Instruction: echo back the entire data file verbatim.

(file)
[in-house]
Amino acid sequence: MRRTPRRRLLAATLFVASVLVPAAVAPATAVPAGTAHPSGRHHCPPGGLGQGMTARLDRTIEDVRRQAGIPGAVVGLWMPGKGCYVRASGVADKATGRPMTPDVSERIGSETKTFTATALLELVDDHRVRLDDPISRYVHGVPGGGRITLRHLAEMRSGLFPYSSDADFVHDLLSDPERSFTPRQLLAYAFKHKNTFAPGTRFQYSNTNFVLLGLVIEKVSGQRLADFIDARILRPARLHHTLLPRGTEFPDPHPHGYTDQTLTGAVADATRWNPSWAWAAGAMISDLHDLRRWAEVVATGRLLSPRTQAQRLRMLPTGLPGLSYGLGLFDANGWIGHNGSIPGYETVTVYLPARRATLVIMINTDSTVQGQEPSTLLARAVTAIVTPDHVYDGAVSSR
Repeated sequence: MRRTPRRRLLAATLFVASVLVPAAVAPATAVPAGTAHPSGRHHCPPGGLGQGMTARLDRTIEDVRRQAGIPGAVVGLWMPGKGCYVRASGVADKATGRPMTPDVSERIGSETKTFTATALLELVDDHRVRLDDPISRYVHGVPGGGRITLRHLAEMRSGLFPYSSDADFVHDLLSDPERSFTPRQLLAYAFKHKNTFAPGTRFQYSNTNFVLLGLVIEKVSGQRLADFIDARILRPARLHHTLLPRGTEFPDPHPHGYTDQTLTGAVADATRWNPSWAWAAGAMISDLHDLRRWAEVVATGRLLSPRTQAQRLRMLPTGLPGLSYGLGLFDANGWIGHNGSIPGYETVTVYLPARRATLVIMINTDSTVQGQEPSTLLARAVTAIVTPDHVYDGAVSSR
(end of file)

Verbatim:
[in-house]
Amino acid sequence: MRRTPRRRLLAATLFVASVLVPAAVAPATAVPAGTAHPSGRHHCPPGGLGQGMTARLDRTIEDVRRQAGIPGAVVGLWMPGKGCYVRASGVADKATGRPMTPDVSERIGSETKTFTATALLELVDDHRVRLDDPISRYVHGVPGGGRITLRHLAEMRSGLFPYSSDADFVHDLLSDPERSFTPRQLLAYAFKHKNTFAPGTRFQYSNTNFVLLGLVIEKVSGQRLADFIDARILRPARLHHTLLPRGTEFPDPHPHGYTDQTLTGAVADATRWNPSWAWAAGAMISDLHDLRRWAEVVATGRLLSPRTQAQRLRMLPTGLPGLSYGLGLFDANGWIGHNGSIPGYETVTVYLPARRATLVIMINTDSTVQGQEPSTLLARAVTAIVTPDHVYDGAVSSR
Repeated sequence: MRRTPRRRLLAATLFVASVLVPAAVAPATAVPAGTAHPSGRHHCPPGGLGQGMTARLDRTIEDVRRQAGIPGAVVGLWMPGKGCYVRASGVADKATGRPMTPDVSERIGSETKTFTATALLELVDDHRVRLDDPISRYVHGVPGGGRITLRHLAEMRSGLFPYSSDADFVHDLLSDPERSFTPRQLLAYAFKHKNTFAPGTRFQYSNTNFVLLGLVIEKVSGQRLADFIDARILRPARLHHTLLPRGTEFPDPHPHGYTDQTLTGAVADATRWNPSWAWAAGAMISDLHDLRRWAEVVATGRLLSPRTQAQRLRMLPTGLPGLSYGLGLFDANGWIGHNGSIPGYETVTVYLPARRATLVIMINTDSTVQGQEPSTLLARAVTAIVTPDHVYDGAVSSR